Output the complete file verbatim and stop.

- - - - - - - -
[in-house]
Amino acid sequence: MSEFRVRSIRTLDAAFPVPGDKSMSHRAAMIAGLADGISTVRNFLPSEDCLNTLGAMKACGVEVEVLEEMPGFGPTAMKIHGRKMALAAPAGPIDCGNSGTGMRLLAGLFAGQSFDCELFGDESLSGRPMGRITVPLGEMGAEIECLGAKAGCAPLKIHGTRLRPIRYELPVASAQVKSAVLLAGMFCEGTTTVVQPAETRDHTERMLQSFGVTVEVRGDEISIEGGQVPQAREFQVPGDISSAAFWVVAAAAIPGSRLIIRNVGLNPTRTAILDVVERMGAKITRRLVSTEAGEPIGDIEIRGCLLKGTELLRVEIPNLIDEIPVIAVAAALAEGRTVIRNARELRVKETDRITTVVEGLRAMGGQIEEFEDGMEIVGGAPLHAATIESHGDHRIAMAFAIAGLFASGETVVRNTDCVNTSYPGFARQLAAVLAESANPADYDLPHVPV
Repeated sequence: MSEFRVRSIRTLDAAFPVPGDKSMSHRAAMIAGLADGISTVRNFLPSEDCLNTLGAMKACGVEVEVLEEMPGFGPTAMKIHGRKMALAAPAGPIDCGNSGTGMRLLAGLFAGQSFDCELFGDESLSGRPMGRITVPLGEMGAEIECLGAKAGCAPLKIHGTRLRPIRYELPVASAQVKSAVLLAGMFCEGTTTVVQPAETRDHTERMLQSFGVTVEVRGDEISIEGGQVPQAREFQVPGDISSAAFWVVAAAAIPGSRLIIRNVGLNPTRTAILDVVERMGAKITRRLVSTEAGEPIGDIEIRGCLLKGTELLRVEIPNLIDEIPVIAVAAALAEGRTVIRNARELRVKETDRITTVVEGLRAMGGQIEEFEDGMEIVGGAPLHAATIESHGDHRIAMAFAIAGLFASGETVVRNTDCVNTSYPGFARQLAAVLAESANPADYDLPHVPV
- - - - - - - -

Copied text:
[in-house]
Amino acid sequence: MSEFRVRSIRTLDAAFPVPGDKSMSHRAAMIAGLADGISTVRNFLPSEDCLNTLGAMKACGVEVEVLEEMPGFGPTAMKIHGRKMALAAPAGPIDCGNSGTGMRLLAGLFAGQSFDCELFGDESLSGRPMGRITVPLGEMGAEIECLGAKAGCAPLKIHGTRLRPIRYELPVASAQVKSAVLLAGMFCEGTTTVVQPAETRDHTERMLQSFGVTVEVRGDEISIEGGQVPQAREFQVPGDISSAAFWVVAAAAIPGSRLIIRNVGLNPTRTAILDVVERMGAKITRRLVSTEAGEPIGDIEIRGCLLKGTELLRVEIPNLIDEIPVIAVAAALAEGRTVIRNARELRVKETDRITTVVEGLRAMGGQIEEFEDGMEIVGGAPLHAATIESHGDHRIAMAFAIAGLFASGETVVRNTDCVNTSYPGFARQLAAVLAESANPADYDLPHVPV
Repeated sequence: MSEFRVRSIRTLDAAFPVPGDKSMSHRAAMIAGLADGISTVRNFLPSEDCLNTLGAMKACGVEVEVLEEMPGFGPTAMKIHGRKMALAAPAGPIDCGNSGTGMRLLAGLFAGQSFDCELFGDESLSGRPMGRITVPLGEMGAEIECLGAKAGCAPLKIHGTRLRPIRYELPVASAQVKSAVLLAGMFCEGTTTVVQPAETRDHTERMLQSFGVTVEVRGDEISIEGGQVPQAREFQVPGDISSAAFWVVAAAAIPGSRLIIRNVGLNPTRTAILDVVERMGAKITRRLVSTEAGEPIGDIEIRGCLLKGTELLRVEIPNLIDEIPVIAVAAALAEGRTVIRNARELRVKETDRITTVVEGLRAMGGQIEEFEDGMEIVGGAPLHAATIESHGDHRIAMAFAIAGLFASGETVVRNTDCVNTSYPGFARQLAAVLAESANPADYDLPHVPV